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The Spokesman-Review Newspaper
Spokane, Washington  Est. May 19, 1883

‘Hacksaw Ridge’: Praise for a ‘coward’

Dan Webster

For the past seven decades, Hollywood has produced one film after the next that focused on World War II. The latest to hit local theaters was "Hacksaw Ridge," Mel Gibson's telling of a true story.

Since it's Veterans Day, it seemed only fitting that I would review it. Following is a transcription of the review I wrote for Spokane Public Radio:

The biblical Commandment Thou Shalt Not Kill set up one of the great philosophical conflicts of human history. Taken strictly, it means exactly that: Do Not Kill. Yet most societies allow for exemptions, such as self defense, protecting those we love, and going to war.

The demands of war in particular have proven problematic. One astute statement about war came from the pen of the French free-thinker Voltaire, who wrote, “It is forbidden to kill, therefore all murderers are punished unless they kill in large numbers and to the sound of trumpets.”

The sound of those trumpets – especially when blown in support of a cause of presumed righteousness – can rouse an array of emotions, all of which serve as fuel both for acts of self-sacrifice and for wholesale slaughter … often both at once.

Desmond Doss, a devout young man from Lynchburg, Virginia, was among those of his generation who answered what he considered a call to duty during World War II. He wanted to serve, even though he could have sought a deferment because of his job at a shipyard.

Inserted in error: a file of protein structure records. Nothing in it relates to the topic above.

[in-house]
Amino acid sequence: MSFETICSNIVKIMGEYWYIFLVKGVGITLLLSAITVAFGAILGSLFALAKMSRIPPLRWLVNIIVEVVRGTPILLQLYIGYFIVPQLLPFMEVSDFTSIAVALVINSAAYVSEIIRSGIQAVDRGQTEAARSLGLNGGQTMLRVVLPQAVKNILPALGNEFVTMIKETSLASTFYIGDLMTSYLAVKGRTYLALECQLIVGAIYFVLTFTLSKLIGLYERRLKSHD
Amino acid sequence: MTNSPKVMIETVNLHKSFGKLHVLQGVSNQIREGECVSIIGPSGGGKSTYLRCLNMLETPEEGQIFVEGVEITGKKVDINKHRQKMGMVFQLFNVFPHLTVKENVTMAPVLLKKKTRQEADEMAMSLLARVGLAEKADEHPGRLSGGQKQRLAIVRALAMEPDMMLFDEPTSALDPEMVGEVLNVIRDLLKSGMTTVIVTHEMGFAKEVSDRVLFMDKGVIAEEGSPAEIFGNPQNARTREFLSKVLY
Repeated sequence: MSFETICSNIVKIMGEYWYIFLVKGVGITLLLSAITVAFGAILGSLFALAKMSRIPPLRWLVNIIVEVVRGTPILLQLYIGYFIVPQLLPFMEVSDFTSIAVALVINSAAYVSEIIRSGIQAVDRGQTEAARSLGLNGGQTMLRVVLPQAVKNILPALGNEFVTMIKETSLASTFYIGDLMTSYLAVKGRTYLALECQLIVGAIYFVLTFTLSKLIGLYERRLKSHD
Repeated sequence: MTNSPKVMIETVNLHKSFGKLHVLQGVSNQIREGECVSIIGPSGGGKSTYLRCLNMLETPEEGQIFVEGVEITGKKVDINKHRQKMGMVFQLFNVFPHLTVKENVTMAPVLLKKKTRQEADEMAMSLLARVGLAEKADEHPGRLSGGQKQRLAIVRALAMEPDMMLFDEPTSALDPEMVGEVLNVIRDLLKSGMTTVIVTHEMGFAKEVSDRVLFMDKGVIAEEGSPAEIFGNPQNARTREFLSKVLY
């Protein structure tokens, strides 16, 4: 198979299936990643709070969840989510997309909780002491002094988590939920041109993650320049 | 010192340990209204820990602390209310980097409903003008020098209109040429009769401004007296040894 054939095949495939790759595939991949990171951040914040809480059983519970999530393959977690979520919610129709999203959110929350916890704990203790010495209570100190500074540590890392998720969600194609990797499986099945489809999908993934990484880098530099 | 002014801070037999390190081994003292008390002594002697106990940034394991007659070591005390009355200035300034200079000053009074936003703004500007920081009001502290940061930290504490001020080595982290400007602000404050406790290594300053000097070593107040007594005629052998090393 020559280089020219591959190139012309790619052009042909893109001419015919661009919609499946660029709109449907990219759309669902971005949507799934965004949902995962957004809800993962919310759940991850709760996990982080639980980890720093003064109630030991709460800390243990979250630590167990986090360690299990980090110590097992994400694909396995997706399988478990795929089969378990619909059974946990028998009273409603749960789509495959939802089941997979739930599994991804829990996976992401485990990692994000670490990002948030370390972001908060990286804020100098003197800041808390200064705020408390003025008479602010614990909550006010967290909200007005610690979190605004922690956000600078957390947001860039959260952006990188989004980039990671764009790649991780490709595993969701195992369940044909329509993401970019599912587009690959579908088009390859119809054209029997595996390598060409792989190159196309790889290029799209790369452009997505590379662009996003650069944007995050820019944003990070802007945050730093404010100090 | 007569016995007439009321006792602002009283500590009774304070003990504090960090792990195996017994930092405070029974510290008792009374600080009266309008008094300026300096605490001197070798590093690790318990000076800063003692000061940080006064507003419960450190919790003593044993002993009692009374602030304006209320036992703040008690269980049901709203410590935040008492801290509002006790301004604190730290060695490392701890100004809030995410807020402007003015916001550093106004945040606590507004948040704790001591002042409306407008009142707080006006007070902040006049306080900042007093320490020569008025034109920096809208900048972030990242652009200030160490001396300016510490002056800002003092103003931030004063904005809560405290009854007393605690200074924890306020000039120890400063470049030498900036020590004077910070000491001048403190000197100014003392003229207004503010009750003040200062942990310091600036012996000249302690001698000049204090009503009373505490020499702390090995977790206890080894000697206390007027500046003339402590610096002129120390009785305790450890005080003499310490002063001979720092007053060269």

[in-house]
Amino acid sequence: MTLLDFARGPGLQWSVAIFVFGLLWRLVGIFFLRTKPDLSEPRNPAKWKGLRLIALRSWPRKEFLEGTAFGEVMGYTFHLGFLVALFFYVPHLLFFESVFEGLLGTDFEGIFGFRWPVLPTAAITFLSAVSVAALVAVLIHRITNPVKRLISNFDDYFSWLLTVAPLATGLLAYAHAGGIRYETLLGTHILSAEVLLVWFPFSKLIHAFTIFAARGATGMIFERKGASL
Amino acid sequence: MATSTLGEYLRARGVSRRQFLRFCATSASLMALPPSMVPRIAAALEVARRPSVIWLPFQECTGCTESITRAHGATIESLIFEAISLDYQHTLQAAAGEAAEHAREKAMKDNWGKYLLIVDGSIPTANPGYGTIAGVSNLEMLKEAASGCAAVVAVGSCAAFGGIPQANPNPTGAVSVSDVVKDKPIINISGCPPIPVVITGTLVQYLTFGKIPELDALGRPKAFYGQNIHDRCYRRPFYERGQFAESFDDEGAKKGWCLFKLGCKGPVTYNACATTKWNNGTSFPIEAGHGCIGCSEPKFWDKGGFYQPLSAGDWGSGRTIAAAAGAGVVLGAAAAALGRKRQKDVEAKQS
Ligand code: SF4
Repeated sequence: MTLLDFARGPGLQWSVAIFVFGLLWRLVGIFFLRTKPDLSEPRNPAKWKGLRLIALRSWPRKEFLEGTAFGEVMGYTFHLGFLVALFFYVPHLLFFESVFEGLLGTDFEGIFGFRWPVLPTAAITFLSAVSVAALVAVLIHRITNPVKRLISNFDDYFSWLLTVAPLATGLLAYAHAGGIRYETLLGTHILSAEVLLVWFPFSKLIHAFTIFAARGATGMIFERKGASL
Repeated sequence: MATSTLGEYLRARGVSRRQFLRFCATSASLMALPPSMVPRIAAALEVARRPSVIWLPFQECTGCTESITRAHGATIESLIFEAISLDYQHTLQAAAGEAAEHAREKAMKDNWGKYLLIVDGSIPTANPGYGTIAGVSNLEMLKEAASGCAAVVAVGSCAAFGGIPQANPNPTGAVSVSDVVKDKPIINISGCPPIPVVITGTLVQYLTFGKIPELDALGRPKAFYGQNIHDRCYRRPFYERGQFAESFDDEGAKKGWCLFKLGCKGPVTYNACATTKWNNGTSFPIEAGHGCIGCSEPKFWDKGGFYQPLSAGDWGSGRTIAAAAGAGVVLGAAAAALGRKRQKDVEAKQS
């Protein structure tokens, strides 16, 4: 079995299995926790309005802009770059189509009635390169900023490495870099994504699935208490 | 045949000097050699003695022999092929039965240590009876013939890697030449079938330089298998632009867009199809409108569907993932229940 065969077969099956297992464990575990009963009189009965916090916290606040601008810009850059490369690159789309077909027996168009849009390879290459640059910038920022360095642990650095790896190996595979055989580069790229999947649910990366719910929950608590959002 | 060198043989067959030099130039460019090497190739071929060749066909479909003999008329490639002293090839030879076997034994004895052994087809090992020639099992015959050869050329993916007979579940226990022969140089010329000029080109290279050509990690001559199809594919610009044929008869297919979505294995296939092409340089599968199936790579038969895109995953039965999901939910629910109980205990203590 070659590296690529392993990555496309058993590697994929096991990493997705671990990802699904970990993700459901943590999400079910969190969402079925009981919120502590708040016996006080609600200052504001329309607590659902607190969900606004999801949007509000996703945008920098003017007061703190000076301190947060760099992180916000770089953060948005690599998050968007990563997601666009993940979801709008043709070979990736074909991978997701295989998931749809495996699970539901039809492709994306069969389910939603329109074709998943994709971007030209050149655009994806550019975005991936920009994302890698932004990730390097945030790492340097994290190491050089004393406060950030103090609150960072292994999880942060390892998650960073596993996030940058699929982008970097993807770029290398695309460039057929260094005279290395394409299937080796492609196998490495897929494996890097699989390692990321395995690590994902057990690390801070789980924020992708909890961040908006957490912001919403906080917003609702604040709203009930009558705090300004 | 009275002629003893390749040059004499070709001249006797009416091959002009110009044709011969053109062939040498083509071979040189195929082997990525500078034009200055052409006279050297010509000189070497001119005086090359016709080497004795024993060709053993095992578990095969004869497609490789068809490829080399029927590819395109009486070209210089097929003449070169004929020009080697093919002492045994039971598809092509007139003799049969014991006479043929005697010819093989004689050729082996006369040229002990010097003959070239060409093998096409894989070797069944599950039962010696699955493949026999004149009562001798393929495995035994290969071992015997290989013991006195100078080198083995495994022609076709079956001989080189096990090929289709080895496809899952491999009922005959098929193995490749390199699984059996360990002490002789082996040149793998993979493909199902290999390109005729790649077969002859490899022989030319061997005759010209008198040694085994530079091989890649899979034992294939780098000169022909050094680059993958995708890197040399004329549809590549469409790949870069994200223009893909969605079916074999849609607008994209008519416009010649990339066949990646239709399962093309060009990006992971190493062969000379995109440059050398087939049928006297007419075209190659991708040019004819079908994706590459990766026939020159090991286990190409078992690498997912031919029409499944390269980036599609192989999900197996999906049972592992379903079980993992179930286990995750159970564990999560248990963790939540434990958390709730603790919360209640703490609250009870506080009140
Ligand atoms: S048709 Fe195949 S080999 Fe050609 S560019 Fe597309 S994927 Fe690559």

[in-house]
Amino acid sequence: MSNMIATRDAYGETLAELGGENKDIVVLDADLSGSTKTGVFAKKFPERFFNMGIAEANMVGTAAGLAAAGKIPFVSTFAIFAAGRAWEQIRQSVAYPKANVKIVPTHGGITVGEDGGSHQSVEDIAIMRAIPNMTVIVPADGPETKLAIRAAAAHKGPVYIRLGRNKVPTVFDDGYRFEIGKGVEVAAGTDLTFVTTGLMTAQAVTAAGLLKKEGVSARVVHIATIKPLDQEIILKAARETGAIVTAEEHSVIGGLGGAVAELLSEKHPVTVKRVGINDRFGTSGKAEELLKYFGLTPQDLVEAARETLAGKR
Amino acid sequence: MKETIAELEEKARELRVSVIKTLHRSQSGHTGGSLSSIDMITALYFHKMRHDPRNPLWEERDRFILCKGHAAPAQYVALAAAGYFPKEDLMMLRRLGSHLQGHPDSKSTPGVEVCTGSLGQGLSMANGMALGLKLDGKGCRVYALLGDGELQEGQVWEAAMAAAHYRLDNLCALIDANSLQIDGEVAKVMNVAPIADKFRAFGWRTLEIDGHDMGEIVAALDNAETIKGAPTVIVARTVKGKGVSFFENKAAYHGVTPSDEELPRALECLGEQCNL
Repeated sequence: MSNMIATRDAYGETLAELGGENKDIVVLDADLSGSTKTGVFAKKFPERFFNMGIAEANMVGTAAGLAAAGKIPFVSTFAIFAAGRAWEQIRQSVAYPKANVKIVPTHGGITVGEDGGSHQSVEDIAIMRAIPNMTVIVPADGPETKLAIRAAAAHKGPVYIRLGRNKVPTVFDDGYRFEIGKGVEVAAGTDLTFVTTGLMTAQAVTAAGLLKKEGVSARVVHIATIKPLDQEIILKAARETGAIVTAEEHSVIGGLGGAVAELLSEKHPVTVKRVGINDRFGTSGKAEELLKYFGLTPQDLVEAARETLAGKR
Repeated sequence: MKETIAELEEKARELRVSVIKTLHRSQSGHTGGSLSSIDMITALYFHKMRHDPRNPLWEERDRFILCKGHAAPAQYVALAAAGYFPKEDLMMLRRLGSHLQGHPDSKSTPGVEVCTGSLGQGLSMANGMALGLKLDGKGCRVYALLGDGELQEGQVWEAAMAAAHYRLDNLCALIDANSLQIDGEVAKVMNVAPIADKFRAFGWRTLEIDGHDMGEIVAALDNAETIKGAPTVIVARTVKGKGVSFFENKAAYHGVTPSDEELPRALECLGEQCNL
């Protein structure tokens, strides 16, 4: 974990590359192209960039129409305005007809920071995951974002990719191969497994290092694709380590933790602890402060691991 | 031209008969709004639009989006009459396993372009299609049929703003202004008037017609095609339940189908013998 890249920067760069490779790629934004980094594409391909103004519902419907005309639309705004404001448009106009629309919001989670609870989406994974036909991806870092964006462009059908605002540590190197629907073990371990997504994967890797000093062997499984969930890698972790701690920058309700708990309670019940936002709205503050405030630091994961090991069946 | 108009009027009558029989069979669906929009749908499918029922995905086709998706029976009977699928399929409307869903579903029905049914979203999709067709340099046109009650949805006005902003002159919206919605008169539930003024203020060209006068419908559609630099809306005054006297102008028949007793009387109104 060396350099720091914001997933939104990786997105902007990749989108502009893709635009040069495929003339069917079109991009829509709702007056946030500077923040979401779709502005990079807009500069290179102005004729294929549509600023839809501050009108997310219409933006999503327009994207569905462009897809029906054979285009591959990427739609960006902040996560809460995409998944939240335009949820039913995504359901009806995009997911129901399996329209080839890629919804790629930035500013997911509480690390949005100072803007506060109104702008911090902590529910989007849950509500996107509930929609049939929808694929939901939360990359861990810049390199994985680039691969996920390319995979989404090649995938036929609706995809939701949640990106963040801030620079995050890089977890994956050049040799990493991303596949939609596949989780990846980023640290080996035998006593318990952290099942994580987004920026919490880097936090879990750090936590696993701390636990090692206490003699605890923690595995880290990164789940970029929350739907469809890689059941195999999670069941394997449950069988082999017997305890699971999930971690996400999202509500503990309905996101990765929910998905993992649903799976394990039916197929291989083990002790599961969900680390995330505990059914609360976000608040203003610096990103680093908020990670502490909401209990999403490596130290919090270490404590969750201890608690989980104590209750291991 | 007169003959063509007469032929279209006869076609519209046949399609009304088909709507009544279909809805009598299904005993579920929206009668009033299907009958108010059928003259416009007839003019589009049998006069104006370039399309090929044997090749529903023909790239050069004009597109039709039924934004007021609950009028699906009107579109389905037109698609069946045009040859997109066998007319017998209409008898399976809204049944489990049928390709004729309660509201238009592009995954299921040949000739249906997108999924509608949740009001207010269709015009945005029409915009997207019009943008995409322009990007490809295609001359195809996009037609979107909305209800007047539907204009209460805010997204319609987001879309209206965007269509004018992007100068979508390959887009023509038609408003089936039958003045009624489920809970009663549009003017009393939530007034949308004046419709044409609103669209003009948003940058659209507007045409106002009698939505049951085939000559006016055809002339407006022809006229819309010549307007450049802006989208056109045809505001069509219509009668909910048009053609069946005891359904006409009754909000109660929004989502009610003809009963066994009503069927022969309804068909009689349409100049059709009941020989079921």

When he was drafted, though, Doss faced the eternal clash between military service and his own conscience: Because of his religious convictions, he had sworn never to touch a weapon. His intent as a self-proclaimed “conscientious cooperator” was to serve as a combat medic, attempting to save lives, not take them.

Yet his stance was questioned, by his platoon sergeant, by his commanding officer, by his fellow soldiers and, in the end, by the Army itself. During his training he was marginalized, harassed and threatened with summary dismissal unless he agreed to carry a rifle. But he remained true to his convictions and, ultimately, won his case.

“Hacksaw Ridge,” which was directed by veteran actor/director Mel Gibson, portrays all of this over the first full half of its 131-minute running time – though, like most depictions of actual history, the script does take various liberties with the truth.

And if anything, the movie’s second half underplays Doss’ heroism. His own commanding officer, formerly one of Doss’ biggest critics, ended up crediting him for having saved 100 of his fellow soldiers during the battle portrayed in Gibson’s movie. The official record, meanwhile, listed his saving only 75.

Acted by a largely Australian cast, including Sam Worthington, Hugo Weaving and Rachel Griffiths, “Hacksaw Ridge” is a worthy honoring of the real-life Doss – portrayed by the British-raised Andrew Garfield – even if it does feel, at times, as traditionally melodramatic as your standard 1950s MGM big-screen release.

The difference is the violence. Gibson is known for depicting scenes of savagery graphically in such films as “Braveheart,” “The Passion of the Christ” and “Apocalypto.” Filled with lushly filmed scenes of fire, flame and dismembered corpses, Gibson’s “Hacksaw Ridge” is as much a study in barbarity as it is a celebration of steadfast principle.

It’s almost as if by creating such beautifully rendered tableaus of horror, Gibson is sounding his own trumpet, one that prizes the nobility of suffering itself over a single man’s courage.